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How to Adapt For External Factors - Charlotte Independence

I wanted to wait a few months before writing my first blog about how we’ve been using SoccerPulse with the Charlotte Independence, because when you are working with data and a new team, it’s important to make sure you understand the context for the data, as well as the players who are submitting the reports.

Now seemed like an appropriate time to give everyone a glimpse into how we’ve been using the app day to day, and the positive impact it has had on the team thus far.

As of this writing, we currently sit 5th in the table with 17 points from 10 games. We are 3 points out of 2nd with 2 games in hand on Charleston in 3rd, and FC Cincinnati in 2nd. We’ve won our last 3 games in a row and are looking to make it 4 this weekend against Ottawa on the road.

All good news, especially considering we are currently 2 players away from a fully healthy squad (knock on wood), both of which will train fully this upcoming week.

Using the data in the app, we’ve been able to implement some individual and team periodization to training, without having to change the tactical objectives of Coach Jeffries. We also have an idea of which players typically need more rest than others, and baselines for what players typically report as the intensity of training and the intensity of games.

We take all this into account when adjusting for sessions, to ensure players are fit but also fresh for the match on the weekend. We also make sure to take into account the external factors, which might impact players and our preparation.

We define external factors as circumstances which are beyond our control, but which will need to be accounted for, as they could have a negative impact on performances.

This includes:

  1. Training surface (grass or turf)

  2. Weather (especially humidity)

  3. Travel (from the prior game and the upcoming game)

  4. Sleep (caused by travel or late bus trips)

  5. Player Circumstances (playing time/return from injury)

These factors are extremely important, because they will dictate how long we can train for on any given day.

For example, last weekend we had our first road trip since April, a 5-hour bus ride to Richmond, and a flight to Ottawa on Friday. We also had some very intense rain each day, which forced us to train on turf. Given the training surface, travel, and sleep of the players, we knew that we’d need to shorten the session each day this week, to not only regain the freshness of the players, but also to limit the amount of fatigue they would pick up.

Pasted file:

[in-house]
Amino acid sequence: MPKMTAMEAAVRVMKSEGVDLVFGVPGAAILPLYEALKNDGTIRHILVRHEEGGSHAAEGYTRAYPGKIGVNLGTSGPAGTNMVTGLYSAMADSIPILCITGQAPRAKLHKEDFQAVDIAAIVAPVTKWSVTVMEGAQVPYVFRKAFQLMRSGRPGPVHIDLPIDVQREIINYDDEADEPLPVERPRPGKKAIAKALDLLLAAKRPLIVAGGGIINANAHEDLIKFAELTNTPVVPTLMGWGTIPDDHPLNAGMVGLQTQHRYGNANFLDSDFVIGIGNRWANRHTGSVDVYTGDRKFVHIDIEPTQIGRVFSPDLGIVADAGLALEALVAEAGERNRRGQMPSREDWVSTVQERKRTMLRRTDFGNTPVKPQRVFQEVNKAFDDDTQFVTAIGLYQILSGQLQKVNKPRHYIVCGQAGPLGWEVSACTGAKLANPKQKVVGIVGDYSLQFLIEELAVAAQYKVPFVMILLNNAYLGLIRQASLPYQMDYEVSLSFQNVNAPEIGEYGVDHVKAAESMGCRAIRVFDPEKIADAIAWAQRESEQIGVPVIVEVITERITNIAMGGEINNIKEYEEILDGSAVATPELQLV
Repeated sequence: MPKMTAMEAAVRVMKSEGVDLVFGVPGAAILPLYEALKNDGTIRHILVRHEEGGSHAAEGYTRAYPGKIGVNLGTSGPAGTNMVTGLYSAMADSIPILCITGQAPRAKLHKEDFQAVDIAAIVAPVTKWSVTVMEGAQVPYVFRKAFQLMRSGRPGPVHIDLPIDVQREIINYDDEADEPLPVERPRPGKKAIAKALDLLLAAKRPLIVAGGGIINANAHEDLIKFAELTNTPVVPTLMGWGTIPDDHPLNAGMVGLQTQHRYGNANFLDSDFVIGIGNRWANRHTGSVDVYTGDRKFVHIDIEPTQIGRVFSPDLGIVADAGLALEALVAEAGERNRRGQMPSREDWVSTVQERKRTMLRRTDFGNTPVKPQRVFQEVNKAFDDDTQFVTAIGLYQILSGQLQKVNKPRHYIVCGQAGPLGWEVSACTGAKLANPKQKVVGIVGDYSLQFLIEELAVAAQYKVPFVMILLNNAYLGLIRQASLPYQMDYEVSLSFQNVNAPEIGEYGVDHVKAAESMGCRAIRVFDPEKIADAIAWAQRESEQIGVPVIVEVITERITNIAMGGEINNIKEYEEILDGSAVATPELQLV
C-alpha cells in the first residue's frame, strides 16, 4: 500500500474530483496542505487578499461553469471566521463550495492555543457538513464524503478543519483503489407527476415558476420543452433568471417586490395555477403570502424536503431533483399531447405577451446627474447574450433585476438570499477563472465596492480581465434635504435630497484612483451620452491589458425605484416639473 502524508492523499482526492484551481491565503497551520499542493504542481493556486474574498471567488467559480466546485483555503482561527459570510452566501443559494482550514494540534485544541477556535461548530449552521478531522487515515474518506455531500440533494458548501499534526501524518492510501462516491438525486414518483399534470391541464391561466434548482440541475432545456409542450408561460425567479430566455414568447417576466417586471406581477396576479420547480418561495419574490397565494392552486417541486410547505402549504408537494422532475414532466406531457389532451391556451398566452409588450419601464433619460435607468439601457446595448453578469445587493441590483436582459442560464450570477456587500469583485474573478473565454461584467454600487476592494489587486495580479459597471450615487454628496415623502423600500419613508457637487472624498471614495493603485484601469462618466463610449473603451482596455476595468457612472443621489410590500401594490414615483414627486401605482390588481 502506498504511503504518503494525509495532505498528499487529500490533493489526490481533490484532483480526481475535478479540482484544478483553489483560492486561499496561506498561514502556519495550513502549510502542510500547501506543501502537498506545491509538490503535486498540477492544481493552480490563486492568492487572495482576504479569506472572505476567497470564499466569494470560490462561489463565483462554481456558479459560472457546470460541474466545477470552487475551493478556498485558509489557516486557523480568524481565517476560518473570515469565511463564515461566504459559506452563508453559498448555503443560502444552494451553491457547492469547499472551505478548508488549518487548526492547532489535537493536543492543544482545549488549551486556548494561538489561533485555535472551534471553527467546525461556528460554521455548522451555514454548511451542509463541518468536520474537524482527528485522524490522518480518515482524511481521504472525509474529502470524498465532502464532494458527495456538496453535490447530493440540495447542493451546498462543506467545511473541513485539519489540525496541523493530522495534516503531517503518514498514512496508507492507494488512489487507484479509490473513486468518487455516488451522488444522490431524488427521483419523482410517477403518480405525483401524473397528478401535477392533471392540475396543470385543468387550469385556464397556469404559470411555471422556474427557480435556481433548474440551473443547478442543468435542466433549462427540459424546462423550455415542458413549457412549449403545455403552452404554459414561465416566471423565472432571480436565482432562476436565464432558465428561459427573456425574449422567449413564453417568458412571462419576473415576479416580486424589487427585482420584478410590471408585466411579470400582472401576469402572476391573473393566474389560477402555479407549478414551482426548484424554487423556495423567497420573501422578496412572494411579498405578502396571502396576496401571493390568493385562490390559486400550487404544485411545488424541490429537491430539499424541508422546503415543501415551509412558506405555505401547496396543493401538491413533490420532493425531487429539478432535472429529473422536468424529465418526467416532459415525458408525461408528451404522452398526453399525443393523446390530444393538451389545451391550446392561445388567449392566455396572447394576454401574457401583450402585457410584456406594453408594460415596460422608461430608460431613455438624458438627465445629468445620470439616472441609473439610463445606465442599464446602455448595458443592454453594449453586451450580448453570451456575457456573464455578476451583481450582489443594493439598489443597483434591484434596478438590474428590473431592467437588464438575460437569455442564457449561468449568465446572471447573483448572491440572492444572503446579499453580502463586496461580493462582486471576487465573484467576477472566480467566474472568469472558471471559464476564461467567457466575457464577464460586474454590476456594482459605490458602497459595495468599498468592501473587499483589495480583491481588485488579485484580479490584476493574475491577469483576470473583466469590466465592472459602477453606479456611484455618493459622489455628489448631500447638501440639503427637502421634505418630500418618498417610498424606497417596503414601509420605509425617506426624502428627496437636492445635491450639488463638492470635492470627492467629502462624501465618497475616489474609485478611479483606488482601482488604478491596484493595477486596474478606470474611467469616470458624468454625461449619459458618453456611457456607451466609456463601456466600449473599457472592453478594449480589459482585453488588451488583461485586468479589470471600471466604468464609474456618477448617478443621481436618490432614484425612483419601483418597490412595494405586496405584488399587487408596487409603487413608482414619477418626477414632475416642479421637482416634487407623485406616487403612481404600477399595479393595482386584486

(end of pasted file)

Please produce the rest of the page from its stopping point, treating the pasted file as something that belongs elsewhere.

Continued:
Although the sessions were shorter, players had the option to do extra work specific to their position at the end of training. This gave players the appropriate options if they believed they needed more rest or more work, depending on their personal circumstances.

Reducing the duration is one of the easiest ways to lower training load, because players always want to train at a high intensity, so it’s tough to tell a player not to train hard. It is also easier to implement, because you can plan the session as normal, but reduce the number of sets, or the total time of the games.

As the daily wellness reports come in to SoccerPulse, I can see that most players are feeling better today than they typically feel prior to the game, despite the external factors that we’ve been dealing with, which is a credit to the way the coaches planned the week.

A look at the average of all reports submitted over the week as players recover from the last game (far left) and prepare for the upcoming game (far right)

It’s an exciting time to be a part of the Charlotte Independence organization, and I’m very thankful for the freedom they’ve allowed me to share blogs like this. If you don’t have a USL Pro team to support yet, it’s not too late to jump on the bandwagon!

Tune in tonight to watch the team against Ottawa Fury at 7pm on ESPN+.

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